Wrist Computer Inspired by Video Game
The Pip-Boy 3000 is a wearable wrist computer that looks like it came straight out of a video game, and in fact, it did. The device was inspired by the Fallout series of video games. A team of Reno Hackers—Ashley Hennefer, Colin Loretz, Christopher Baker, Andrew Warren and Ben Hammel—created the cuff device for NASA’s space wearables competition, part of the International Space Apps Challenge 48-hour hackathon.
The computer uses an iOS app to display maps and environmental data, such as air pressure, humidity, altitude, temperature and radiation levels. The Pip-Boy 3000 was created using a range of components, including a Texas Instruments BLE4 sensor tag, an iPhone5 and a Pinoccio microcontroller. The team is working on a more advanced model, which will include EEG, a heart rate monitor and a communications system.
3-D Printing Helps Sudan War Victims
Mick Ebeling, founder of Not Impossible Labs, has created a simple prosthetic arm, designed to help victims of the war in Sudan. The prosthetic is made using plastic, spring a computer and a 3-D printer. Ebeling took the materials to the Sudan, where he created an artificial limb for Sudanese Daniel Omar who lost both his arms in a Sudanese government airstrike two years ago.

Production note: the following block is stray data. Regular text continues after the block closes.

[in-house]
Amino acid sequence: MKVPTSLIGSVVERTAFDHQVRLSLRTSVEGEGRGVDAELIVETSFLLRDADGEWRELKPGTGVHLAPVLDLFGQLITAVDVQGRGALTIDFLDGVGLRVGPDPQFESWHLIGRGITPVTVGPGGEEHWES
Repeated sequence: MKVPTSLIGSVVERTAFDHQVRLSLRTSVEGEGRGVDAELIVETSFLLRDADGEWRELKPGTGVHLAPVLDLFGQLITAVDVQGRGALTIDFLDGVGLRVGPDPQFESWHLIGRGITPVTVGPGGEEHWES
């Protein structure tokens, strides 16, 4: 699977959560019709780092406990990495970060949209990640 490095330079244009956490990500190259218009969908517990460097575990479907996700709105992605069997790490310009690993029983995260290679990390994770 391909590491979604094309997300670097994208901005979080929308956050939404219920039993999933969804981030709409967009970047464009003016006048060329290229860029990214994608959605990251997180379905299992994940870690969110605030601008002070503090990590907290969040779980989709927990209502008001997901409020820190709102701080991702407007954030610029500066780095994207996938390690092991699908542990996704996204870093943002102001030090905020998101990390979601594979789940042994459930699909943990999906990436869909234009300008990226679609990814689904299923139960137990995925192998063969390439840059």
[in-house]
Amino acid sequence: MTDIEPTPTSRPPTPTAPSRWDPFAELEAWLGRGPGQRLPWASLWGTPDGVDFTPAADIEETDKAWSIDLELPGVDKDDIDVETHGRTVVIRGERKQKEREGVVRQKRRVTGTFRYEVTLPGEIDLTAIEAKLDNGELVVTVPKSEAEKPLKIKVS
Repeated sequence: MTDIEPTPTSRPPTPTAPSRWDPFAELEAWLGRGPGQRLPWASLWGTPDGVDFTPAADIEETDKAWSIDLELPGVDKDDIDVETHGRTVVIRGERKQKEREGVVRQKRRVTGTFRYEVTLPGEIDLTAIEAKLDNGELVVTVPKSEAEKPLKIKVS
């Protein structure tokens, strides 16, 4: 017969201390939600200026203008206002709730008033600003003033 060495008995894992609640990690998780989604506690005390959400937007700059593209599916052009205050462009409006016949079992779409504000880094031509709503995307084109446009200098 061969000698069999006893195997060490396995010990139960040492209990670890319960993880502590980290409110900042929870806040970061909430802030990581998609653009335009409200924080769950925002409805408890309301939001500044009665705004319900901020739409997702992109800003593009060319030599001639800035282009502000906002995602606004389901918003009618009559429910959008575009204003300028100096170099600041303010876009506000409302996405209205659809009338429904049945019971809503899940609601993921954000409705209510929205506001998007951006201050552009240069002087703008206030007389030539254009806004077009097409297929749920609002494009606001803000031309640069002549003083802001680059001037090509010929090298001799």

There are an estimated 50,000 amputees in South Sudan. Not Impossible Labs intend to help the local people recover from the ongoing conflicts. “It’s really about the concept of help one, help many,” says Ebeling in an interview with Fast Company. “If I had read the article and thought, ‘I gotta go help the amputees!’ There’s really no place to start. It’s like Bill Gates trying to fight malaria or Bono fighting poverty. But by breaking it down to one individual – I want to help Daniel – then it becomes an achievable end goal, one person helping one person.
A Helmet to Protect from Depression
Israeli company Brainsway recently developed a device that may provide relief to individuals suffering from a variety of psychiatric conditions, including Alzheimer’s disease and depression. The device is comprised of a helmet that transmits pulses — using transcranial magnetic stimulation — to the brain to improve functioning in certain areas.
According to Brainsway Chief Technology officer Ronen Segal, the technology is able to penetrate much deeper than any existing non-invasive methods. He also claims that the electromagnetic waves produced by the helmet are able to target areas of the brain that were previously unreachable.